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The two highest-ranking unelected officials in British Columbia’s legislature were escorted out of their offices on Tuesday by Victoria Police as the politicians they served learned of a sweeping RCMP criminal investigation that has required the appointment of two special prosecutors.

The legislature’s Clerk of the House, Craig James, and Sergeant-at-Arms Gary Lenz were whisked out of the House and into the Speaker’s office immediately after Question Period, where they watched on a television screen as MLAs voted to suspend them from their duties pending an investigation.

Government House Leader Mike Farnworth, his voice hoarse, read the motion to the House asking to have the two officials suspended with pay. The Speaker of the House, Darryl Plecas, briefed the political parties' house leaders on Monday on need for the motion, but elected officials were otherwise told little.

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Two key officials at British Columbia's legislature have been placed on indefinite leave. Sergeant-at-Arms Gary Lenz, centre, is escorted out of the legislature in Victoria by security on Tuesday.

Dirk Meissner/The Canadian Press

After Tuesday’s vote, MLAs learned the two had been under a criminal investigation for matters directly related to their administrative duties, and that the RCMP had approached the B.C. Prosecution Service – an arms-length branch of the justice ministry – in late September asking for a special prosecutor to assess any charges that arise.

British Columbia appoints prosecutors from outside government in cases where there is a significant potential for real or perceived improper political influence on the administration of criminal justice. Typically, they are appointed when politicians – or someone close to them – are under a police investigation.

“Given the potential size and scope of the investigation,” the B.C. Prosecution Service announced in a statement, two senior counsel outside of government have been appointed to manage the file.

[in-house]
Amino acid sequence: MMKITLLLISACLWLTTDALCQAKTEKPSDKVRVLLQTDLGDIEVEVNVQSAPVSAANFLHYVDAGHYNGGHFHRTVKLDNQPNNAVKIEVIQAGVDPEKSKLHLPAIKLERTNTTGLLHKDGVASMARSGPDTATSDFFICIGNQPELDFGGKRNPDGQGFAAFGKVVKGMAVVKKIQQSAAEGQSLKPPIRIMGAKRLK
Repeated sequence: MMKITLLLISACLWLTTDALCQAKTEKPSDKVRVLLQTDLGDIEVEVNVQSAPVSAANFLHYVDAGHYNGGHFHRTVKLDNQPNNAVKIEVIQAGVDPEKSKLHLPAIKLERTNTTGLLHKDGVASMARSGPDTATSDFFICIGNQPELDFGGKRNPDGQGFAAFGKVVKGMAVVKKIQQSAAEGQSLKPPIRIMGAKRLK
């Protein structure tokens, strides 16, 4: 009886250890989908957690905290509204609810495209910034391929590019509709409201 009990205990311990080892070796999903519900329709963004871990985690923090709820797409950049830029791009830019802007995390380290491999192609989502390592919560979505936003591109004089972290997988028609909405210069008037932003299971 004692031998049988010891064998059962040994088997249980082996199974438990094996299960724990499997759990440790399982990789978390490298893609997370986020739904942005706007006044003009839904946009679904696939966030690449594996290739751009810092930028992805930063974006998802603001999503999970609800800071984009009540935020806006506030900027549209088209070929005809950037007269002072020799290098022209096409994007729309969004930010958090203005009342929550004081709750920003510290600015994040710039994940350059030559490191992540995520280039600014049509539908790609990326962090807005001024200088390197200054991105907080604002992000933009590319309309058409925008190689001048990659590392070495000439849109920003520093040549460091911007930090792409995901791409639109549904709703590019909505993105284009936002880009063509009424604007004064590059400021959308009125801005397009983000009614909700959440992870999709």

Mr. James, who has served the legislature for decades, expressed bewilderment when he spoke with reporters as he departed his office. Clutching his bicycle-riding gear but still wearing his official black-and-white clerk’s uniform, Mr. James said he had “no idea” what he was accused of, and said he intended to seek legal counsel.

“Somebody knows something,” he said. “It’s very unfair ... I think the Sergeant-at-Arms is equally shocked.”

Mr. James has been a long-time fixture in the Clerk’s Office, rising to the senior position in 2011 after serving as deputy clerk, and at one point, B.C.'s chief electoral officer. Mr. Lenz would not speak to reporters. He had a lengthy career in the RCMP before coming to the legislature.

As Speaker of the House, Mr. Plecas would be responsible for any concerns raised about the operations of the legislature, which means it is likely any complaint would have been relayed to the RCMP through his office. However, Mr. Plecas did not speak to reporters, instead sending out his special adviser Alan Mullen to explain the unusual events. Mr. Mullen offered few details on the allegations, citing concerns about impeding the RCMP investigation.

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“This is absolutely not political,” he said. He declined to say how long the Speaker was aware of the police investigation, and described Mr. Plecas’ role as simply “delivering information.”

The RCMP’s E-Division, which covers British Columbia, confirmed it is looking into the situation.

“The RCMP has an active investigation under way, with respect to allegations pertaining to their administrative duties,” Sergeant Janelle Shoihet said in a statement, referring to the two officers of the legislature.

Premier John Horgan was advised of the existence of the police investigation on Monday, and told reporters on Tuesday he did not know the details of any alleged wrongdoing. “I do know both Gary and Craig, I have worked with them for years, I hold them in high esteem. I am unaware of what has led to the events of today."

The Clerk is responsible for management and administrative services within the legislative assembly and serves as Clerk to the Legislative Assembly Management Committee, which governs spending for the legislature operations. The Sergeant-at-Arms has a ceremonial role and is responsible for protective services in the legislature and security for all MLAs' constituency offices.

Mr. Farnworth’s motion puts the two men on administrative leave with pay and benefits pending the outcome of the investigation. “During the period of administrative leave and as a consequence of an outstanding investigation," the motion states, "Mr. James and Mr. Lenz must not access legislative assembly equipment, systems or services and must not be present in any building that is part of the legislative precinct.”

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Gerald Baier, a politics professor at the University of British Columbia, said Tuesday’s developments were unlike anything he had seen in the province, and more striking because administrators, rather than politicians, are the focus. Mr. Baier also said he was struck by the “spectacle” of the two men being escorted from the legislature rather than being allowed a more discreet exit.

In 2003, RCMP officers and Victoria police took boxes of documents from the B.C. legislature in a probe into the sale of B.C. Rail. Former premier Glen Clark was forced to resign in 1999 after police raided his house over allegations he acted improperly in a casino licence application by a onetime friend. Mr. Clark was later cleared.

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